Apple juice and apple cider. They’re both drinks made from apples, right?
Well, not exactly.
You’ve probably enjoyed each of these apple drinks at some point in your life. As a child you may have enjoyed sweet apple juice out of a sippy cup at breakfast. And apple cider may give you fond memories of a crisp autumn day at the fair with a cider donut.
Apple juice and apple cider may seem like they’re both made from fresh apples. But each drink is made very differently.
Here in Vermont we prefer apple cider any day. It’s one of those classic local drinks we were all raised on. It’s flavorful, refreshing and, most importantly, 100% fresh juice.
But apple juice is juice too, isn’t it? That’s where it gets confusing. Because it’s not the same quality of fresh-pressed juice as cider.
Apple juice is made from concentrate, a lower quality version of an apple’s juice that doesn’t deliver the same robust apple flavor as cider.
The best way to get to know each drink is to sample a glass of apple juice vs. apple cider. You’ll taste the difference right away. And we think we’ll know which one you like best.
We’ll always choose apple cider. It’s the most natural representation of the apple harvest...and welove apples. There’s no need to mess with them.
So what’s the difference between apple juice and apple cider? Let’s clear things up.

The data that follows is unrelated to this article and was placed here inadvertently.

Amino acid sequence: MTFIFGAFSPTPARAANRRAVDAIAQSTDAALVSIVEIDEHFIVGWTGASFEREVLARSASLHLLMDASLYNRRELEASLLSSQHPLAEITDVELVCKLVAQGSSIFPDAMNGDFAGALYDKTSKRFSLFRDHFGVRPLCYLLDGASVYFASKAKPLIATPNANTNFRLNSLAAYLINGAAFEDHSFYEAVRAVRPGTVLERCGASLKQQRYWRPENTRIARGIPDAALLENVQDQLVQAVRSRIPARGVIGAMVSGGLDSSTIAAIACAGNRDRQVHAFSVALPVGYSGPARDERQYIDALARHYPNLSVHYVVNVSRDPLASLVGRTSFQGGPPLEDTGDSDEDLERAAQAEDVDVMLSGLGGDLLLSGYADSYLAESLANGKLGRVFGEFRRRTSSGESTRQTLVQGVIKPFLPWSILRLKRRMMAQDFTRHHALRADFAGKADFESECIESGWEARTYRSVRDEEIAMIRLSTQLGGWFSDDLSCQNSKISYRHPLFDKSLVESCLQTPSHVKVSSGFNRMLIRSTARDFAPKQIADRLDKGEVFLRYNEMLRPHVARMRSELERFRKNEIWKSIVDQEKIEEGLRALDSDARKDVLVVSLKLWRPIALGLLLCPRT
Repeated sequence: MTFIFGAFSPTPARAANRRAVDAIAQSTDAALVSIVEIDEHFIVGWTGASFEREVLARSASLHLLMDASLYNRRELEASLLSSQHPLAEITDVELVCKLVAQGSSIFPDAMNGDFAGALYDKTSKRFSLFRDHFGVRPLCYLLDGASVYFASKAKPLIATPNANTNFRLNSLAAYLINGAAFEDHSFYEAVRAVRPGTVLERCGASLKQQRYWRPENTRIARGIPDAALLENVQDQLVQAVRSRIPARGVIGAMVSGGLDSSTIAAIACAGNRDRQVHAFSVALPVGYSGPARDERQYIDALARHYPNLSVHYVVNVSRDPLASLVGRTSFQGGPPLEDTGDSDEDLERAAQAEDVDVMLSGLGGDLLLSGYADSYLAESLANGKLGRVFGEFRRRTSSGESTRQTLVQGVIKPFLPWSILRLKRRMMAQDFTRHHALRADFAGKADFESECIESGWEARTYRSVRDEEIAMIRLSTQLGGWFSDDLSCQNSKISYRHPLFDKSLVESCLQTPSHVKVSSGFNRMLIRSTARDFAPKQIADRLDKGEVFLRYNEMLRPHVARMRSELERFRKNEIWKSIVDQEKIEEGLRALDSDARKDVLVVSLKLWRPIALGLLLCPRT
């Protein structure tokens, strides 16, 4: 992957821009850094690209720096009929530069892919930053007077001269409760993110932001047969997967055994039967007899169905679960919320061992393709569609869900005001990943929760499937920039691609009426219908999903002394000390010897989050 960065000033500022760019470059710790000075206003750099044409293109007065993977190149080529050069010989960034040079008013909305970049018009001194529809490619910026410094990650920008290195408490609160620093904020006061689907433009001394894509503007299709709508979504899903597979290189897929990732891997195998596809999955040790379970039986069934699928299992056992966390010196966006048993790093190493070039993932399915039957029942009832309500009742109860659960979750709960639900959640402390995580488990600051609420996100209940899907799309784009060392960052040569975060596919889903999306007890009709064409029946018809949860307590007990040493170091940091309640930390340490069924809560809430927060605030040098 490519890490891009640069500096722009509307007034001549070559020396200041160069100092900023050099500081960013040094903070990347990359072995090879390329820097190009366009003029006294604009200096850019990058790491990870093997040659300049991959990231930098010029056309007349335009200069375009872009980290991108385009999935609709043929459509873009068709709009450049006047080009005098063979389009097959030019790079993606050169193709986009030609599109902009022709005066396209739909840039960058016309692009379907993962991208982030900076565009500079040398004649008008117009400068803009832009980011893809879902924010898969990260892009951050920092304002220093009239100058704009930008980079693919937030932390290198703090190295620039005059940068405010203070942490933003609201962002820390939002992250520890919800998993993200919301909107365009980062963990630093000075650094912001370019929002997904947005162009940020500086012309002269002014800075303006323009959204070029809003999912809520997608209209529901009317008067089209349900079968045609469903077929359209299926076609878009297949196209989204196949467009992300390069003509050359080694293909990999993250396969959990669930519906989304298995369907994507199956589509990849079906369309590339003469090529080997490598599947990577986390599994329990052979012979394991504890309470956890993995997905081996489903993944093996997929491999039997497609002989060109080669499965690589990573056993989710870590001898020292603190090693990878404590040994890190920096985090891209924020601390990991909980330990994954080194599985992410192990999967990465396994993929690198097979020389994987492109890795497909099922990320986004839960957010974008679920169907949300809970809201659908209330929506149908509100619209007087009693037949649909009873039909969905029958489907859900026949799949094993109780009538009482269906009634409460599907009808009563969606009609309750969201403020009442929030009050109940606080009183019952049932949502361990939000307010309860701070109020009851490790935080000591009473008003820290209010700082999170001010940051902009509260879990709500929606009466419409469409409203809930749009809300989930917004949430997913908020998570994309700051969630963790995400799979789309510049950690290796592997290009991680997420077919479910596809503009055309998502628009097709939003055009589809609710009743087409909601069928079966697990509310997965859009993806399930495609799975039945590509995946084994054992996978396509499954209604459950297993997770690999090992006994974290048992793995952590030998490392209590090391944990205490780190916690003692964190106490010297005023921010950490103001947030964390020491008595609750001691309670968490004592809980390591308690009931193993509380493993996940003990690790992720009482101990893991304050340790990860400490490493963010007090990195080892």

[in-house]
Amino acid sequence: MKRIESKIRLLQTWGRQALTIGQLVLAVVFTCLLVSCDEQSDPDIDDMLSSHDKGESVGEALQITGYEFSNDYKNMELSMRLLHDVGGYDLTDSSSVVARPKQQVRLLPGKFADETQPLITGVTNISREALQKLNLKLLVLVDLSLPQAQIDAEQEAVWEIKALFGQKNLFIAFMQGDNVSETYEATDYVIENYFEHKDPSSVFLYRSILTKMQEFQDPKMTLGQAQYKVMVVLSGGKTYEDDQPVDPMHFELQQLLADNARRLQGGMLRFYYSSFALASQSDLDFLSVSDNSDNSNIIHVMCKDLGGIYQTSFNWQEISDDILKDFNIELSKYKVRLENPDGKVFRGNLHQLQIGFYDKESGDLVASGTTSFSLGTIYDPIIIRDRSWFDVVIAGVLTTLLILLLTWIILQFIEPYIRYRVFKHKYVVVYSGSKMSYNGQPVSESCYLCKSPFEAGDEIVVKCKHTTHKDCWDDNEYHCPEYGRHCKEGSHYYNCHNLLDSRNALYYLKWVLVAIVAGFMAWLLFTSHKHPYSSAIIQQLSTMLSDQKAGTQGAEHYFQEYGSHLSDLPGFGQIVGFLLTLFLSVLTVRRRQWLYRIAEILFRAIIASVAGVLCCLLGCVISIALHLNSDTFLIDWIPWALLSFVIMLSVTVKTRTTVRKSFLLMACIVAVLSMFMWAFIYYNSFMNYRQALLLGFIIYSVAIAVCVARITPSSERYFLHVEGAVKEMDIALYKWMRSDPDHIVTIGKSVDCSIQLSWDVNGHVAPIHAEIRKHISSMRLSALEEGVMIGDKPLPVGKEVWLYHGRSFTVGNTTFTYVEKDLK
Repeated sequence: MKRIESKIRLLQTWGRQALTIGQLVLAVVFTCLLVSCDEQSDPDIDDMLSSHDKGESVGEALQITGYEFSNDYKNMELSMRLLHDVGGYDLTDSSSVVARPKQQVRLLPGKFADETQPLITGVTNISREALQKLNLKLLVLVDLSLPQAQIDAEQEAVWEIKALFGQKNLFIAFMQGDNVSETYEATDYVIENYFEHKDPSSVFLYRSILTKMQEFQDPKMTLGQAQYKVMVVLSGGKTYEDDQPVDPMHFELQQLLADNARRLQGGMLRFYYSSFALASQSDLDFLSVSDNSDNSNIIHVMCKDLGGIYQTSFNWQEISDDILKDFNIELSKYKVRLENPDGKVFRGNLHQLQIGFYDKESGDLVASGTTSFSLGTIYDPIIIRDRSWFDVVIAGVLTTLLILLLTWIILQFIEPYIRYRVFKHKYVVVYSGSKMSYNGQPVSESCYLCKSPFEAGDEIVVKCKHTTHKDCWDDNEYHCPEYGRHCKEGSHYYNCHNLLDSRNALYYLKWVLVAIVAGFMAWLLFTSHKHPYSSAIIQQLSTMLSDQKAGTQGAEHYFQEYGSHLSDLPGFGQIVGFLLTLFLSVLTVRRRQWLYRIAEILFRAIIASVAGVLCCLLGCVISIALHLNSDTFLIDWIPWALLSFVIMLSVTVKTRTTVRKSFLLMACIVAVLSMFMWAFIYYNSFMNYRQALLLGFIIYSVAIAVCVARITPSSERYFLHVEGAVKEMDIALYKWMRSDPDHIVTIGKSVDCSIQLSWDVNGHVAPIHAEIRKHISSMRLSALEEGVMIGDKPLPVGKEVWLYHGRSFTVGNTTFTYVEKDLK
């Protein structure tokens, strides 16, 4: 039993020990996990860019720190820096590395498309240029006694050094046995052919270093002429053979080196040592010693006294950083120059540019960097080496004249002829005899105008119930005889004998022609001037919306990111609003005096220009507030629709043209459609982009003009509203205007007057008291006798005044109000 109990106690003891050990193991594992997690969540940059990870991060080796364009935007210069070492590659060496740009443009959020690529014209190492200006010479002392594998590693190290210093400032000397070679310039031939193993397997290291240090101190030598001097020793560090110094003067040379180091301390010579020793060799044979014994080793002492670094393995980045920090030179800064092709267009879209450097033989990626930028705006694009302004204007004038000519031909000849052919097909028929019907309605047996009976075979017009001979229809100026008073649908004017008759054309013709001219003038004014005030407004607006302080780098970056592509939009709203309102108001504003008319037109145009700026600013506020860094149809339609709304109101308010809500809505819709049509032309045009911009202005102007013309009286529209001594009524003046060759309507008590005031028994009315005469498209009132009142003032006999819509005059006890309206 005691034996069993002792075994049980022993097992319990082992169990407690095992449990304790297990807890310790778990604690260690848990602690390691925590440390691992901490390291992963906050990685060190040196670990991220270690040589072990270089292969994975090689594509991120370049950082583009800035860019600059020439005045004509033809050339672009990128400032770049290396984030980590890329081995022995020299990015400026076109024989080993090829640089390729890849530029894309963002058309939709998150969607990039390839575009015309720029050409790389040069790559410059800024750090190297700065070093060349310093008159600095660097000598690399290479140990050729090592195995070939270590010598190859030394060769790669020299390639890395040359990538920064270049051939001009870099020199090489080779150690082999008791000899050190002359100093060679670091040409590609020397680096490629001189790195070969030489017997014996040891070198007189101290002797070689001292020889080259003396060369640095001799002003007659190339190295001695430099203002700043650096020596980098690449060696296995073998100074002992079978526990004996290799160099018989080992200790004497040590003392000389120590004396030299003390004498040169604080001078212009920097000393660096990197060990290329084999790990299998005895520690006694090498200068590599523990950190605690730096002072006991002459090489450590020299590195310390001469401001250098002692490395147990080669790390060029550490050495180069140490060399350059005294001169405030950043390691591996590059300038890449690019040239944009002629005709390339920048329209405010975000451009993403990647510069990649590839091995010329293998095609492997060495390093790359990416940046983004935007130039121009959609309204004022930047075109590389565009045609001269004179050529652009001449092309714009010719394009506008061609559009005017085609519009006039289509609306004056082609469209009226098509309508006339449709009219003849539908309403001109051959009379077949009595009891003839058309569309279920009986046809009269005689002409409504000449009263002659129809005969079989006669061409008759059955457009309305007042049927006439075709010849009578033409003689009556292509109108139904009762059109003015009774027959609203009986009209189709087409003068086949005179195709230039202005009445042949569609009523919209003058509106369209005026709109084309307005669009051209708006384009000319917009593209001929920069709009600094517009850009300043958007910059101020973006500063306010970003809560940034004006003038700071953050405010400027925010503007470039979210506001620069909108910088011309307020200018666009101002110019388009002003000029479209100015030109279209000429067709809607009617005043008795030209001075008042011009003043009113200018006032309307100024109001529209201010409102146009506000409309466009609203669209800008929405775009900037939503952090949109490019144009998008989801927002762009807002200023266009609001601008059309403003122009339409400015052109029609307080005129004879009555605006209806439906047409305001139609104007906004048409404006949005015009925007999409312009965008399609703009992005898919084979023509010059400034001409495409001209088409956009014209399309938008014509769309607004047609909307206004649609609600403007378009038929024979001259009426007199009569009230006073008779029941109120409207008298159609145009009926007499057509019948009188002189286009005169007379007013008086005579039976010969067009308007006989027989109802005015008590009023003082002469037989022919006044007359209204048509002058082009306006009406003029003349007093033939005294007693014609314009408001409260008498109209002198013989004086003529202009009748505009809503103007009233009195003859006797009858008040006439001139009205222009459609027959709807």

Apple juice may start out like apple cider, but some changes happen to the liquid along the way.
Apple juice begins with - you guessed it - the juice of apples. But after the apples are juiced, the water content is removed to create an apple concentrate. The natural pectins and fiber are also filtered out from the juice in this process.
Concentrate has less volume than juice, making it a convenient way to store the apple flavors until it’s time to drink them. It’s less costly than storing and refrigerating fresh juice year-round.
And apple concentrates are rarely made with local apples. It’s common for the concentrate in American apple juice to come from overseas.
The use of apple concentrate is a strategic business decision. But what it gains in efficiency, it lacks in quality.
When it’s time to make apple juice, the producers add water to the apple concentrate to create the final product. Artificial flavors, artificial colorings, sugar, corn syrup, and a bunch of preservatives are also added.
It’s called juice, but the end product is very different from the fresh juice of an apple. Apple juice is diluted and modified leading up to the bottling process.
You can tell by looking at the clear apple juice liquid that there’s a lot of water. The first ingredient in a jar of Mott’s Apple juice is water, not juice. (The other two ingredients are apple concentrate and ascorbic acid.)
Before it's bottled, the apple juice is also pasteurized at a high temperature to make the liquid shelf-stable. Ever notice how apple juice is on the grocery store shelf while the apple cider is in the refrigerator? You don’t have to refrigerate your apple juice because of this pasteurization.
We get why kids love this stuff. Apple juice is sweet! It’s more like liquid candy than fresh juice, making it irresistible. But that same 8 oz. bottle of Mott’s Apple Juice comes with a whopping 28 grams of sugar.